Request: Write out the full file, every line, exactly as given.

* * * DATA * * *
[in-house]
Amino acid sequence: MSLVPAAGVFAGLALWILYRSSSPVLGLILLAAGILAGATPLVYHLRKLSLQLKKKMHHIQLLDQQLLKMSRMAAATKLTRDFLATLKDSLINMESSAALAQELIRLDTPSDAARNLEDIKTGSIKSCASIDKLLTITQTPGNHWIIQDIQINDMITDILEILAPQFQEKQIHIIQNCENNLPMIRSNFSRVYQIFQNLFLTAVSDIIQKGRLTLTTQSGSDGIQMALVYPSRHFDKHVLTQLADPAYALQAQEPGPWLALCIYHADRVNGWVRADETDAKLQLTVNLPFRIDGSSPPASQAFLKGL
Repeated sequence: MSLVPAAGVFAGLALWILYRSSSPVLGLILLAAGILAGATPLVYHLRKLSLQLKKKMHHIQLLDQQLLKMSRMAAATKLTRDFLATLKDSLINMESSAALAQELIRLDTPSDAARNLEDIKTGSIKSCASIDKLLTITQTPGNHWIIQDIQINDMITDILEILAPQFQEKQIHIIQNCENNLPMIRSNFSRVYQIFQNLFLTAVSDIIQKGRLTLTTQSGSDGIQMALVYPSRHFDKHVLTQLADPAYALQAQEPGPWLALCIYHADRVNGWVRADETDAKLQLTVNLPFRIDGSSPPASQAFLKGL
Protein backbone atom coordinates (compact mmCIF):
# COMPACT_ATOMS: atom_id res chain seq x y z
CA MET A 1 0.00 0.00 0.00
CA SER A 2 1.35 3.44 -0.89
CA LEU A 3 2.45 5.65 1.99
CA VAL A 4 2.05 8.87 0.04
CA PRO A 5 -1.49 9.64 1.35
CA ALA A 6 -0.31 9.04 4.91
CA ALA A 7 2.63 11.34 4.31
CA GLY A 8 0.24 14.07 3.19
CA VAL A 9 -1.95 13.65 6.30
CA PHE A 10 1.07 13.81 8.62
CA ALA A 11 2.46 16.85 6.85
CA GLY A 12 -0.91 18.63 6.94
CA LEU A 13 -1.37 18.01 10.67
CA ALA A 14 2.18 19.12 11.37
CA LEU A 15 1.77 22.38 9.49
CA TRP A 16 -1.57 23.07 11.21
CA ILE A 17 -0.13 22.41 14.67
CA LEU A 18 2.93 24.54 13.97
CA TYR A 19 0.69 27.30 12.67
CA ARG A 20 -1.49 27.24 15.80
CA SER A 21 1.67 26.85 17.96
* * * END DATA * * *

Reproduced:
[in-house]
Amino acid sequence: MSLVPAAGVFAGLALWILYRSSSPVLGLILLAAGILAGATPLVYHLRKLSLQLKKKMHHIQLLDQQLLKMSRMAAATKLTRDFLATLKDSLINMESSAALAQELIRLDTPSDAARNLEDIKTGSIKSCASIDKLLTITQTPGNHWIIQDIQINDMITDILEILAPQFQEKQIHIIQNCENNLPMIRSNFSRVYQIFQNLFLTAVSDIIQKGRLTLTTQSGSDGIQMALVYPSRHFDKHVLTQLADPAYALQAQEPGPWLALCIYHADRVNGWVRADETDAKLQLTVNLPFRIDGSSPPASQAFLKGL
Repeated sequence: MSLVPAAGVFAGLALWILYRSSSPVLGLILLAAGILAGATPLVYHLRKLSLQLKKKMHHIQLLDQQLLKMSRMAAATKLTRDFLATLKDSLINMESSAALAQELIRLDTPSDAARNLEDIKTGSIKSCASIDKLLTITQTPGNHWIIQDIQINDMITDILEILAPQFQEKQIHIIQNCENNLPMIRSNFSRVYQIFQNLFLTAVSDIIQKGRLTLTTQSGSDGIQMALVYPSRHFDKHVLTQLADPAYALQAQEPGPWLALCIYHADRVNGWVRADETDAKLQLTVNLPFRIDGSSPPASQAFLKGL
Protein backbone atom coordinates (compact mmCIF):
# COMPACT_ATOMS: atom_id res chain seq x y z
CA MET A 1 0.00 0.00 0.00
CA SER A 2 1.35 3.44 -0.89
CA LEU A 3 2.45 5.65 1.99
CA VAL A 4 2.05 8.87 0.04
CA PRO A 5 -1.49 9.64 1.35
CA ALA A 6 -0.31 9.04 4.91
CA ALA A 7 2.63 11.34 4.31
CA GLY A 8 0.24 14.07 3.19
CA VAL A 9 -1.95 13.65 6.30
CA PHE A 10 1.07 13.81 8.62
CA ALA A 11 2.46 16.85 6.85
CA GLY A 12 -0.91 18.63 6.94
CA LEU A 13 -1.37 18.01 10.67
CA ALA A 14 2.18 19.12 11.37
CA LEU A 15 1.77 22.38 9.49
CA TRP A 16 -1.57 23.07 11.21
CA ILE A 17 -0.13 22.41 14.67
CA LEU A 18 2.93 24.54 13.97
CA TYR A 19 0.69 27.30 12.67
CA ARG A 20 -1.49 27.24 15.80
CA SER A 21 1.67 26.85 17.96